Objectives: The detection of postoperative complications is a necessary quality-of-care endeavor. Despite its historical role, the Morbidity and Mortality (M&M) Conference depends on voluntary reporting and may be an insufficient mechanism for comprehensive complication surveillance. In response to this concern, we compared the concordance between complications voluntarily reported at the M&M Conference and those identified prospectively by the National Surgical Quality Improvement Program (NSQIP).
Methods: For a single calendar year (2004), we compiled a comprehensive list of complications that were either identified and voluntarily entered into our department's electronic M&M Conference database and/or identified prospectively (from an explicit sample of cases) by a trained research associate-based NSQIP protocol. For analytic purposes, we treated NSQIP as the reference standard for the detection of complications. We then determined the sensitivity of the M&M Conference for the identification of complications at a patient and event level. Logistic regression modeling was used to evaluate for an association between complication category (ie, organ system affected) and detection by the M&M Conference.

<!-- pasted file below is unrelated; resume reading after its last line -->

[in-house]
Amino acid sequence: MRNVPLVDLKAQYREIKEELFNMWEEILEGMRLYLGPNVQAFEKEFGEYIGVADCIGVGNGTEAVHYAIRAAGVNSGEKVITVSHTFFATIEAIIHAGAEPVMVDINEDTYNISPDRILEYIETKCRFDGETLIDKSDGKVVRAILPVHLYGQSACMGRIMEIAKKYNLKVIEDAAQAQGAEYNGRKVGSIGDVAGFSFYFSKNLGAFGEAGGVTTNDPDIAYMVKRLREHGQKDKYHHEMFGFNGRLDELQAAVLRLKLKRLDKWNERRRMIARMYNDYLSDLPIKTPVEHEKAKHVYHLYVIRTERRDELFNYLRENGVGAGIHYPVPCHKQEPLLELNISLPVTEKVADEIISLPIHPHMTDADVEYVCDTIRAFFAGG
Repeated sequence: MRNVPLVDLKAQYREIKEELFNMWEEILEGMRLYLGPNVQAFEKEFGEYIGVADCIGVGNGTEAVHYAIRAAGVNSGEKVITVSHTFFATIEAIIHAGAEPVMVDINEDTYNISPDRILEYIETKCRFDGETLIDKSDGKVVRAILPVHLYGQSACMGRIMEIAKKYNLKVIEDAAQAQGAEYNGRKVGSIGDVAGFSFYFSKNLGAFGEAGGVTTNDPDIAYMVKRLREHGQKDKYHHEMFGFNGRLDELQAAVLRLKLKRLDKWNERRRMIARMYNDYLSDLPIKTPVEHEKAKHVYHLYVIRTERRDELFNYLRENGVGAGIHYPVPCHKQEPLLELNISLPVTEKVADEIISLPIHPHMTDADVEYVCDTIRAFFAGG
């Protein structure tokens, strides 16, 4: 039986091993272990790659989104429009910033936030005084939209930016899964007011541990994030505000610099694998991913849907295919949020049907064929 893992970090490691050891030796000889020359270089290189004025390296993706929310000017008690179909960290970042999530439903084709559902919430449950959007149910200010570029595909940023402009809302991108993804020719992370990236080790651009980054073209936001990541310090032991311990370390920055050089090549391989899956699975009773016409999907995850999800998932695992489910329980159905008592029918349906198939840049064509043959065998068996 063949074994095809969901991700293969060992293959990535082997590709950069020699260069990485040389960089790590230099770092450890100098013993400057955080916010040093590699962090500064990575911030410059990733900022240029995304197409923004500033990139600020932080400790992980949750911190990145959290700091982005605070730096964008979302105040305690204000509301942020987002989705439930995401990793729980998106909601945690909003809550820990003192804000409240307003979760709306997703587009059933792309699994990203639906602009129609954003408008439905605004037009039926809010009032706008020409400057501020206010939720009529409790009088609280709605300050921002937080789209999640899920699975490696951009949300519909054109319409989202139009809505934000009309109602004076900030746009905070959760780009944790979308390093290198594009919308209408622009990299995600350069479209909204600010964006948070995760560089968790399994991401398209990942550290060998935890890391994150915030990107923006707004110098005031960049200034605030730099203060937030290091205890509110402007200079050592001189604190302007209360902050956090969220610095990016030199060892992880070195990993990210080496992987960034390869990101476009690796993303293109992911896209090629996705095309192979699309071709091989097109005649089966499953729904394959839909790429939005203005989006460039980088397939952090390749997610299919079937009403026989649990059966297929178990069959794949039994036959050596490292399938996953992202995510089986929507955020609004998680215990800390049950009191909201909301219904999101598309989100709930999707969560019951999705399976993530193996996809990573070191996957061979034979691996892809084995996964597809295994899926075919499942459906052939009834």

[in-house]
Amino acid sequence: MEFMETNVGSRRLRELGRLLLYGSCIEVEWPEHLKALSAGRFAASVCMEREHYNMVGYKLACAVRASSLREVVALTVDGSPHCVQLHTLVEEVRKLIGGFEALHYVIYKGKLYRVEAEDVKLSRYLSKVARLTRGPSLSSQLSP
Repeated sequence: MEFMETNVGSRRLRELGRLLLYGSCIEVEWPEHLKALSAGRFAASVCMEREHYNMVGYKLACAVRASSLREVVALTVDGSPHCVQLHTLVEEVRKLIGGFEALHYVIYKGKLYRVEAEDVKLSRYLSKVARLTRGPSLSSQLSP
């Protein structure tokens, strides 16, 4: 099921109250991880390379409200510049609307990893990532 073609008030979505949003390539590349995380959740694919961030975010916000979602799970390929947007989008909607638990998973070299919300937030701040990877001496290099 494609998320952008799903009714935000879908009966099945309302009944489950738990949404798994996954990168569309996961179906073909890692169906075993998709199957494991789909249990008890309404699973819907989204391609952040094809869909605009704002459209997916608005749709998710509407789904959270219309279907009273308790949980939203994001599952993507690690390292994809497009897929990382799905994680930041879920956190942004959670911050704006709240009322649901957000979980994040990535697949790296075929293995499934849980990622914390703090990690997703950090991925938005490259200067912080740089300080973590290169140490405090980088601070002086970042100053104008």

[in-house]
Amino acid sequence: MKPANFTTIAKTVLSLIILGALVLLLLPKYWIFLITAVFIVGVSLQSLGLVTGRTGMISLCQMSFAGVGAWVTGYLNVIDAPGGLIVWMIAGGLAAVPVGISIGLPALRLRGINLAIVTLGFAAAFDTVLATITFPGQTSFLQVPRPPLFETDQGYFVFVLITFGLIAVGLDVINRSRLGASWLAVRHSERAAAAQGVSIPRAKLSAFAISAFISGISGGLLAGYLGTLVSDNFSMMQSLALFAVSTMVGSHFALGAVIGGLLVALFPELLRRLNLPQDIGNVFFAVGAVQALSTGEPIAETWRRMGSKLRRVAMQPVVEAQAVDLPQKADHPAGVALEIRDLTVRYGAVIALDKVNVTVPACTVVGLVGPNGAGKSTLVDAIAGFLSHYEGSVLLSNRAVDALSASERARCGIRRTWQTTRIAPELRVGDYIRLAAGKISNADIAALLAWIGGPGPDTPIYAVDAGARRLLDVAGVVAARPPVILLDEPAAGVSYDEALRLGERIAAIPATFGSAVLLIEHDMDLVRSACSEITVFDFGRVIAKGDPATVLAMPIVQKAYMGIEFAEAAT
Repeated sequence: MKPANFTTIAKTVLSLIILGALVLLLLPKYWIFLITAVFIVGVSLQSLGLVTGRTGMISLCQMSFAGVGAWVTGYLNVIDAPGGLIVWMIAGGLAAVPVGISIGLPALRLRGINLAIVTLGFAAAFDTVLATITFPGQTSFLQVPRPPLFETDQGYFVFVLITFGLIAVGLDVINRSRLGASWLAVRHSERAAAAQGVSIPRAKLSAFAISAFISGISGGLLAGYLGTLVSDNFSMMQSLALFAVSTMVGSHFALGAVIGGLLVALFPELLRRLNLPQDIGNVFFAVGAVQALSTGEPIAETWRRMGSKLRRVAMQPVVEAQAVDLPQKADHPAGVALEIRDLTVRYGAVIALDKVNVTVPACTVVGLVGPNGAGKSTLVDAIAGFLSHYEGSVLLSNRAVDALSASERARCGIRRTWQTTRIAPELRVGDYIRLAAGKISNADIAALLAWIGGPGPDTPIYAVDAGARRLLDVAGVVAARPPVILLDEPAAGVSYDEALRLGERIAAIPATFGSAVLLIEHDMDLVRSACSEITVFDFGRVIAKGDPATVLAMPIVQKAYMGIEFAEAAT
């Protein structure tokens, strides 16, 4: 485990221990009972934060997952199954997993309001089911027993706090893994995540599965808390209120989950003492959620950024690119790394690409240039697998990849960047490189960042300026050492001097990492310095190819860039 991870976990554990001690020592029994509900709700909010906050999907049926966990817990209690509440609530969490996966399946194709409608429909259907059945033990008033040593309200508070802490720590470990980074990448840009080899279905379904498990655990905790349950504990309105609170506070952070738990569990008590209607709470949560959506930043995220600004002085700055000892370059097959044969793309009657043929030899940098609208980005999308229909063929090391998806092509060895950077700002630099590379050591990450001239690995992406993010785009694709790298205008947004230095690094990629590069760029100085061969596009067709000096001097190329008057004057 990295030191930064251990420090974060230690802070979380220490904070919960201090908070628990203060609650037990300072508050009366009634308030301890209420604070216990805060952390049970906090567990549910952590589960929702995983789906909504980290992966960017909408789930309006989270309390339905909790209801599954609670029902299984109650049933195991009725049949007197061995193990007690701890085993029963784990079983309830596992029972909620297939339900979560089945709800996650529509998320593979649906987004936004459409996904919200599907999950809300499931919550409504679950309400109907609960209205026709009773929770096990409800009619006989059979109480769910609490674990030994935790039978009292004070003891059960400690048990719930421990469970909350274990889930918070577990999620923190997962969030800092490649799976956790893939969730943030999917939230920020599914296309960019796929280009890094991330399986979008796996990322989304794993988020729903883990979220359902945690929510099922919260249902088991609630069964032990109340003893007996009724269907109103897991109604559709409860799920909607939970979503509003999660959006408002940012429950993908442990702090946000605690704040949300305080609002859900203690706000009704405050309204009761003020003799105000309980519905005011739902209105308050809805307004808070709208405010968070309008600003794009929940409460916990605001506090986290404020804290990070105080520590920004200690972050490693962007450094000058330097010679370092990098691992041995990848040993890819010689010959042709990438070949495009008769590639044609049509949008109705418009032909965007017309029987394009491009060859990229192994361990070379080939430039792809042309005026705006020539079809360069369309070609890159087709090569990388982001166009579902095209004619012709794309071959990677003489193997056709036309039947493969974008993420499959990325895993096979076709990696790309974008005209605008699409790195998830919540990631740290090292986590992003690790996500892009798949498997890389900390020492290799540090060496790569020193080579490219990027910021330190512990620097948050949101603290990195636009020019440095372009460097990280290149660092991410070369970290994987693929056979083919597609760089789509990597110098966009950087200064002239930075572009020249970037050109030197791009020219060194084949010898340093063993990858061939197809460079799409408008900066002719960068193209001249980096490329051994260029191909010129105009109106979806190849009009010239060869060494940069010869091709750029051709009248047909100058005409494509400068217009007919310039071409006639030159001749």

Results: The NSQIP detected 347 complications in 176 patients. Using this reference standard, the patient-level and event-level sensitivity of the M&M Conference was 25% (44 of 176) and 14% (47 of 347), respectively. The sensitivity of the M&M Conference varied by NSQIP complication category (P = 0.08). Circulatory events were 11 times more likely to be reported at the M&M Conference than urinary complications (odds ratio 11.3, 95% confidence interval 2.4 to 53.7).
Conclusions: Compared with the NSQIP, the M&M Conference has a low (but variable) sensitivity for the detection of postoperative complications. Therefore, despite its limitations, the NSQIP may provide a better foundation for urologic quality improvement endeavors.